While the agency does provide a preliminary rough cost for production house services in the bid spec, it is usually just a simple allocation of the larger marketing budget. This number then becomes the final cost target given to production houses even though it was never rooted in the actual scope of work. The issue being that this number is typically much higher than it needs to be.


Then comes the selection process.


Once bidding starts, communication between the Client and Agency comes to a complete standstill. The impact of this usually does not come to light until the award phase when previously unannounced changes come to bear, pressure to make last-minute decisions that can have considerable budget or creative implications takes hold and a lack of full disclosure of competitive bids leaves you with the feeling that agency biases may have somehow kicked in.


Is this the definition of insanity?


If in fact the transparency and cost issues are real, why haven’t we seen more systemic change in the industry. The answer to this question is 4-fold;

  1. First and foremost, it has always been done this way so many just consider it to be the accepted practice and rarely challenge it.

  2. Secondly, production house costs are one of the least understood budget areas for marketers and therefore there is an over-reliance on the agency to manage these costs.

  3. Thirdly, production house procurement is widely considered to be part of the creative process and with that there is a certain level of acceptance of inefficiency out of fear of negatively impacting the creative or damaging the agency relationship.

  4. Lastly, agencies are not complaining. In fact they are the ones insisting there is no better way. They will claim to be equally concerned with cost efficiency despite the fact that it is in direct conflict with their primary goal of creative excellence.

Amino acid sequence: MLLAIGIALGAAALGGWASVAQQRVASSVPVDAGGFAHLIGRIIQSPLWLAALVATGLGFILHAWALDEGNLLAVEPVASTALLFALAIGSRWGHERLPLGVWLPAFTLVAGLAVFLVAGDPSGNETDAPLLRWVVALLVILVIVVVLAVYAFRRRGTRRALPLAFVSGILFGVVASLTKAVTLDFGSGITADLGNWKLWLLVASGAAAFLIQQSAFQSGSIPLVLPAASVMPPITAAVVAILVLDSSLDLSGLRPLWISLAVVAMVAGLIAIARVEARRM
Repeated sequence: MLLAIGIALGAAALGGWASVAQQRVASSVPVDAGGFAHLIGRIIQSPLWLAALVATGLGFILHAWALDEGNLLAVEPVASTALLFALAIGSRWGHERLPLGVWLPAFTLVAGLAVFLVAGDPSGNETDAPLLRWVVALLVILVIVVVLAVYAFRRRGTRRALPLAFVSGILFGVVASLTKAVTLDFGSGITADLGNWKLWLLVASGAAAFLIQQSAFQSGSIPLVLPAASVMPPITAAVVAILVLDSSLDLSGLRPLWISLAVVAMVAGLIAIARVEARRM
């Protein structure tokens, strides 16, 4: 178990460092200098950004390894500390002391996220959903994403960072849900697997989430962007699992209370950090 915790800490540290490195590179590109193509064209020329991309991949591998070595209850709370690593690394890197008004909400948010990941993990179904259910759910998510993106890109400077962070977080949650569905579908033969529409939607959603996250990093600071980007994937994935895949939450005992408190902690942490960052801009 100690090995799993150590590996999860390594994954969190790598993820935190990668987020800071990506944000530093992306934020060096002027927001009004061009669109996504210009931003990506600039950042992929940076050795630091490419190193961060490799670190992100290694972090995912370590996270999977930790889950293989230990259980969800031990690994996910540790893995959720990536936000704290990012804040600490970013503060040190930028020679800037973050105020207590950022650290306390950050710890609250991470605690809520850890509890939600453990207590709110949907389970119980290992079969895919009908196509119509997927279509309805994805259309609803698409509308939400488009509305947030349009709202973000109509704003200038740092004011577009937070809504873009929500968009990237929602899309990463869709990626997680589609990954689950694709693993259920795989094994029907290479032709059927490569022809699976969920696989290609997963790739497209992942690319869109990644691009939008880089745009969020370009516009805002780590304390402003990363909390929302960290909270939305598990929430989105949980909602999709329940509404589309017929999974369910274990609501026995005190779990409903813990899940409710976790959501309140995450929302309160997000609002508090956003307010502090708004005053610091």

The opportunity


The good news is that there are several ways organizations can take more control of the bid process in order to mitigate transparency issues and improve cost inefficiencies… and do so without impacting the quality of their creative.


Solutions range from building in simple safeguards into existing bid processes all the way to implementing alternative bidding models. Regardless of the solution, they all center around one or more of the following core pillars; process optimization, the introduction of enhanced bidding tools and education & training.


Here is where we can help


Haynes-Vozza is a marketing production consultant that specializes in the procurement and management of production house services.


We leverage a highly unique blend of procurement, production and marketing expertise to help our clients get the most of their production dollars.


We are different from your typical cost consultant.


We offer a non-traditional, common-sense approach to production house bid management that will deliver improved process efficiency, significant cost savings and a more empowered marketing team without ever jeopardizing the quality of your creative or the need to lock into a long-term contract.


Learn more about what we have to offer.